Single payer more popular than Obamacare


01-glenford02Boosters for the Obama administration claim that his Affordable Care Act is a legacy that qualifies Obama for permanent residence in the pantheon of progressive domestic policy presidents like Franklin Roosevelt and Lyndon Johnson.

Black Agenda Report takes the opposite position.

In 2009, newly-elected President Barack Obama set the cause of universal health care back many years with his surprise endorsement of a Republican health insurance plan, hatched in the bowels of the Heritage Foundation in the 1980s, then championed by GOP presidential candidate Bob Dole in 1996 and Massachusetts Republican Governor Mitt Romney shortly thereafter.

Imposed on Dems
Obama’s bill was written by the health insurance and pharmaceutical corporations and brutally imposed on the left wing of the Democratic Party, whose members were threatened with loss of party campaign support if they resisted.

Cleveland Congressman Dennis Kucinich was the last holdout for the “public option” – a scaled-down alternative to Obama’s corporate-based scheme – that finally disappeared altogether, as did Rep. Kucinich’s seat in Congress. It was redistricted out from under him.

The White House justified its abandonment of the single payer health care, claiming compromise was necessary to get Republican votes. But the Democrats controlled both houses of Congress.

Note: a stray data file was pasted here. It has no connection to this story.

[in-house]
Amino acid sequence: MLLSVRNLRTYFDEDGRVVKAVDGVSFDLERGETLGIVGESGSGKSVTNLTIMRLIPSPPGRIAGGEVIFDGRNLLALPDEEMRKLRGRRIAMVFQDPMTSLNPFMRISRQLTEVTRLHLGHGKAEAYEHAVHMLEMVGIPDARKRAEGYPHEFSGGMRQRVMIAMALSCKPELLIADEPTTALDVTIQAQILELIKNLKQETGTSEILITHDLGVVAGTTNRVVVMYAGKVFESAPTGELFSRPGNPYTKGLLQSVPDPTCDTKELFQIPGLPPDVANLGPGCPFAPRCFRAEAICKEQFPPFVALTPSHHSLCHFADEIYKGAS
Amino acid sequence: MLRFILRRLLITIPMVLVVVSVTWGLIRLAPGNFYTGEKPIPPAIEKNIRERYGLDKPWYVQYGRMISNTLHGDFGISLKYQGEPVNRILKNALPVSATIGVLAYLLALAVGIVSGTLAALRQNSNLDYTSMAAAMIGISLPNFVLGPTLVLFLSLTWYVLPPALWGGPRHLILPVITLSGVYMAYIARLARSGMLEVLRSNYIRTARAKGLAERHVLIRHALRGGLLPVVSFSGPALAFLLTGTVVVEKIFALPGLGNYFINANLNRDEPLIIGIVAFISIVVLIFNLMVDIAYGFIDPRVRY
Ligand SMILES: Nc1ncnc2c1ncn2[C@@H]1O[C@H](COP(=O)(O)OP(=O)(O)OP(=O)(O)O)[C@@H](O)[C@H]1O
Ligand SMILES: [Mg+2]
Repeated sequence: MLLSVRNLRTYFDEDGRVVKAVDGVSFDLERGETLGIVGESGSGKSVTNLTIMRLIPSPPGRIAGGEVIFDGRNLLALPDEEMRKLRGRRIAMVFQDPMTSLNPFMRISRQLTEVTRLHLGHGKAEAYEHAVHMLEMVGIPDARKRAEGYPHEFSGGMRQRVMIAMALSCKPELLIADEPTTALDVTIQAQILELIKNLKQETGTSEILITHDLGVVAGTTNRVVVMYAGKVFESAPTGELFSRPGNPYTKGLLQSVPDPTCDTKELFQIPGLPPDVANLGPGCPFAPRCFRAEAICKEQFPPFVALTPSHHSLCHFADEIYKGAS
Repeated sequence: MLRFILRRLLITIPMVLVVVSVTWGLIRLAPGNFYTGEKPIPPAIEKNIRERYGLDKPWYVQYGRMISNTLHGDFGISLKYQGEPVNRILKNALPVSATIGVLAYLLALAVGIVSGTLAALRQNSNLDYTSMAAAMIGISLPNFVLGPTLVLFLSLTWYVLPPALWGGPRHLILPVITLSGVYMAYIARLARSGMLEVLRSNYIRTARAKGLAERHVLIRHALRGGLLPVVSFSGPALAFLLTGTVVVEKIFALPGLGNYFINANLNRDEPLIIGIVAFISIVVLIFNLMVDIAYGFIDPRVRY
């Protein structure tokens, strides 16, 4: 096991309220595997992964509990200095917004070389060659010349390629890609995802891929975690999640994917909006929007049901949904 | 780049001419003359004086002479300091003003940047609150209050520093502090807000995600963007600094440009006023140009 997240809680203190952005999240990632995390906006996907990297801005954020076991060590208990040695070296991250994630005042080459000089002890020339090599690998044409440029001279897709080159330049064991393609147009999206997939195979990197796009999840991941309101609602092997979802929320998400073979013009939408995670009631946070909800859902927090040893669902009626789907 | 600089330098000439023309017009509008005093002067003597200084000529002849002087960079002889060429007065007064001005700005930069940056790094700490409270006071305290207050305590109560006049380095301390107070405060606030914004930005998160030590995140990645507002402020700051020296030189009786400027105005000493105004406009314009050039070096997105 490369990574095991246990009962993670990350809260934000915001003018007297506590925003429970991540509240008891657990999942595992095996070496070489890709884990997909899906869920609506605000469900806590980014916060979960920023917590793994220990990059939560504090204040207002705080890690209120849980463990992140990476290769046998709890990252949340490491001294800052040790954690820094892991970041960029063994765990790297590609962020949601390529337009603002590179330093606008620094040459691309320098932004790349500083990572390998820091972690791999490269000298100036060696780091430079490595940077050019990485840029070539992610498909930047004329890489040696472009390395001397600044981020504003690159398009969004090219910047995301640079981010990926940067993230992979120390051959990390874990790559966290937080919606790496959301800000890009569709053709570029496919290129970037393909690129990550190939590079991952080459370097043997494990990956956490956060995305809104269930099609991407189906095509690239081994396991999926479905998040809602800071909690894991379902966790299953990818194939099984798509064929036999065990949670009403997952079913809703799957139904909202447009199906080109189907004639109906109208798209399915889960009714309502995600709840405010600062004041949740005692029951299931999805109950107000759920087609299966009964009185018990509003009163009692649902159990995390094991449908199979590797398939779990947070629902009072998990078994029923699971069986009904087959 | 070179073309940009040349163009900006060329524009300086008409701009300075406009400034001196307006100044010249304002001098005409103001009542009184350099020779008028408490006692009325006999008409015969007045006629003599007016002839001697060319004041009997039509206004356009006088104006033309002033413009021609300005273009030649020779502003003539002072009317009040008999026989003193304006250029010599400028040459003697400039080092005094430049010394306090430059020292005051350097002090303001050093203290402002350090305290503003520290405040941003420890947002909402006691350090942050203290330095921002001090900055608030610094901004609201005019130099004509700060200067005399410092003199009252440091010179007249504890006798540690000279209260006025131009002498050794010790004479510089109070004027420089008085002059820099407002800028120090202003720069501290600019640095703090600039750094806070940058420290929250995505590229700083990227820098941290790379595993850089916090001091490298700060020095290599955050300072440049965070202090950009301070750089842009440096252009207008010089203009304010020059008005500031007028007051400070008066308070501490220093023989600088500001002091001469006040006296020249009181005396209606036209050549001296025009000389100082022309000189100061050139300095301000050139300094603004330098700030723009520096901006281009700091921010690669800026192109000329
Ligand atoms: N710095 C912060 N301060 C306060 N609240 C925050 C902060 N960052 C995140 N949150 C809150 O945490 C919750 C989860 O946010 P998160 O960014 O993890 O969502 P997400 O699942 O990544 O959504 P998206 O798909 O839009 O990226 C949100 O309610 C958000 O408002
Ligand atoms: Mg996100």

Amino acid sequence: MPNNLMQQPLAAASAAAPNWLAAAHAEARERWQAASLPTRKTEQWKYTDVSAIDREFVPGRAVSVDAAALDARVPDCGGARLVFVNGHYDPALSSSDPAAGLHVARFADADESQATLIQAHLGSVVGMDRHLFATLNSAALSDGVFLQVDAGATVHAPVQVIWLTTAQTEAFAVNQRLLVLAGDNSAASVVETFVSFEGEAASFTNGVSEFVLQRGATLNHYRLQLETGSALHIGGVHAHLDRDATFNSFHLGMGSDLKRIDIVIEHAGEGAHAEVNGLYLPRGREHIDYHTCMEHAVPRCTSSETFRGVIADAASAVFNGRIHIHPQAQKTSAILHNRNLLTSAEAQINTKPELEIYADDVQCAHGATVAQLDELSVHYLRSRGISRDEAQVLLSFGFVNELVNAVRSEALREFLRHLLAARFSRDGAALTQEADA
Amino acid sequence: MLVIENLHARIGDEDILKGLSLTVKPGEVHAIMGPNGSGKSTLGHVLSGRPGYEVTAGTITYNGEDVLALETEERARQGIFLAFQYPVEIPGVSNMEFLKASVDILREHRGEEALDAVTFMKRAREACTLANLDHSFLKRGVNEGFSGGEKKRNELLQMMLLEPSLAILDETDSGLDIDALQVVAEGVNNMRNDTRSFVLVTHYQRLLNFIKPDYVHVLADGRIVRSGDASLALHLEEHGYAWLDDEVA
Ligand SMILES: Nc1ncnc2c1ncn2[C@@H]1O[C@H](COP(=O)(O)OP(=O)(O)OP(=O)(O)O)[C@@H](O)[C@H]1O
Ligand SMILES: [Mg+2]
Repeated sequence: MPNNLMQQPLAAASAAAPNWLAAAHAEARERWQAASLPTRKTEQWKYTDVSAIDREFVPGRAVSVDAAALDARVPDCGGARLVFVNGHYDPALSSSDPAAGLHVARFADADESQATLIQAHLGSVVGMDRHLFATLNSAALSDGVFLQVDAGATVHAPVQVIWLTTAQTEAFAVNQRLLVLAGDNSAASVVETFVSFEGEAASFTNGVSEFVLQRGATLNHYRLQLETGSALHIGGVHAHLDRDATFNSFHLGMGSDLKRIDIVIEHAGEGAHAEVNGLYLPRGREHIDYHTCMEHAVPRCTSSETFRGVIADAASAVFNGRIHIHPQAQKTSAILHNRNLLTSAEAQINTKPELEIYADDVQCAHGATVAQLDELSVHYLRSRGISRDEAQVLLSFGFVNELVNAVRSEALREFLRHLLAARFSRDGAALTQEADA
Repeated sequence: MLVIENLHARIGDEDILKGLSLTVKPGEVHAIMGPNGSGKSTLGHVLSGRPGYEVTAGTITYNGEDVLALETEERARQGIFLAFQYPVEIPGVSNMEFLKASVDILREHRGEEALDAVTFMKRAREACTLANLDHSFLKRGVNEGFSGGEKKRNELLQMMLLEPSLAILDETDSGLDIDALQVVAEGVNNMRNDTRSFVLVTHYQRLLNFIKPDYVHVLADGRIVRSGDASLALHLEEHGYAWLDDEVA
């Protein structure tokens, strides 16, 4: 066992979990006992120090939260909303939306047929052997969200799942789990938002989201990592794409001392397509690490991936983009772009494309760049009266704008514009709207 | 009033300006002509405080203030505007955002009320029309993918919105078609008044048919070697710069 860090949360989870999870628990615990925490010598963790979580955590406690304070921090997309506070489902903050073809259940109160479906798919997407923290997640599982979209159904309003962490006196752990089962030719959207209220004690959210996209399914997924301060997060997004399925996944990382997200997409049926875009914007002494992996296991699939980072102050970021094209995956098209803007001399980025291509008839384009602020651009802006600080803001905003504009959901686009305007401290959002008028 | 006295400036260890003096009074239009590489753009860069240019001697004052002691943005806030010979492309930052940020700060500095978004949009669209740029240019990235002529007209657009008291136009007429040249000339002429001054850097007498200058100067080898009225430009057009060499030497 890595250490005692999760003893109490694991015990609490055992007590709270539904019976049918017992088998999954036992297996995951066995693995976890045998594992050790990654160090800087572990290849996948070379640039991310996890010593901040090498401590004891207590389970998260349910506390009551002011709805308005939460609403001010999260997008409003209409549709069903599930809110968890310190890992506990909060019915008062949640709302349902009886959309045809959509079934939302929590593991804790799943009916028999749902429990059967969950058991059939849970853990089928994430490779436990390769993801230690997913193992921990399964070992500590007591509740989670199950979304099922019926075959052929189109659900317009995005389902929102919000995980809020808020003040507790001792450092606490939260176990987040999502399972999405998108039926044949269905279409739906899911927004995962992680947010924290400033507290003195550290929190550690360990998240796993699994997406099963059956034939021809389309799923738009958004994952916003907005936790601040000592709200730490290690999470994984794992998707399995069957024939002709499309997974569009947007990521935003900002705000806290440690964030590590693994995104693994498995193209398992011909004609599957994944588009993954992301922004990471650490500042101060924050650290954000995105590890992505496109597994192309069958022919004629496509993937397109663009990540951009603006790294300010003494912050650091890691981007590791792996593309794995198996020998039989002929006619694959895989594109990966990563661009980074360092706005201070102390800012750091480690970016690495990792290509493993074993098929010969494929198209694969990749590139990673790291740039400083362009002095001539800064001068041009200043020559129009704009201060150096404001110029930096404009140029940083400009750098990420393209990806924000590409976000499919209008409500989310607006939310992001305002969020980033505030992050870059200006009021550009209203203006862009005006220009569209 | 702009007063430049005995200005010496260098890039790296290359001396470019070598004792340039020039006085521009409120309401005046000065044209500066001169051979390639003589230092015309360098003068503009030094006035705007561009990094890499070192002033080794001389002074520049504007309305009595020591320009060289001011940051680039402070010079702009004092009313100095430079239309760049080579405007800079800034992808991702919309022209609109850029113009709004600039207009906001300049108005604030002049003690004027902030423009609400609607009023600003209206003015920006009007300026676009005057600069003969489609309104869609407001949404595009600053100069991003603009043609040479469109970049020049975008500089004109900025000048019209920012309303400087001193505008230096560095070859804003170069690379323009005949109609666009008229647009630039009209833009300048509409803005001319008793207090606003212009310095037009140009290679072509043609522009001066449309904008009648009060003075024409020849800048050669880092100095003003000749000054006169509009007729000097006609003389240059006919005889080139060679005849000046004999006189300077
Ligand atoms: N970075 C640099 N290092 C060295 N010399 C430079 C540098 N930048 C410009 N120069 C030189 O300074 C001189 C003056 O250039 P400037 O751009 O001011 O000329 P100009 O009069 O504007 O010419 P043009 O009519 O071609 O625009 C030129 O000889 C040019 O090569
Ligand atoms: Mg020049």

Obamacare passed without a single Republican vote.

As a consolation for the loss of the public option, Obama offered to create nonprofit health insurance co-ops in various states. However, more than half of these coops have gone out of business in an environment dominated by cutthroat healthcare capitalists.

Corporate takeover
Our biggest concern seven years ago was that Obama was setting in concrete the corporate role in healthcare, planting the insurance and drug companies right in the middle of a multitrillion-dollar river of federal money – and that it would take decades to pry their profiteering hands loose.

We still believe that. With every year, more companies and jobs are tied directly to the cash flow of the privatized system Obama created.

As Bruce Dixon has warned, conservative judges are increasingly likely to rule that rolling back corporate pillaging of healthcare would constitute an illegal “taking,” a seizure of reasonably expected profits. Under Obama’s Trans-Pacific Partnership trade rules treaty, the corporations would win.

Strong support
Therefore, it is encouraging that most Americans still support single payer healthcare in the form of “Medicare for all.” A new Kaiser Poll shows 58 percent of the public are in favor of Medicare for all, including 81 percent of Democrats.

That’s only slightly below the high mark of single payer support in the months before Obama announced that he wasn’t really talking about single payer when he used the term “universal coverage” – he meant universal payment to private corporations, under penalty of law.

Obama’s legacy is that he has made it far more difficult to dislodge the corporations from their parasitic role in U.S. healthcare.

Glen Ford is executive editor of E-mail him at



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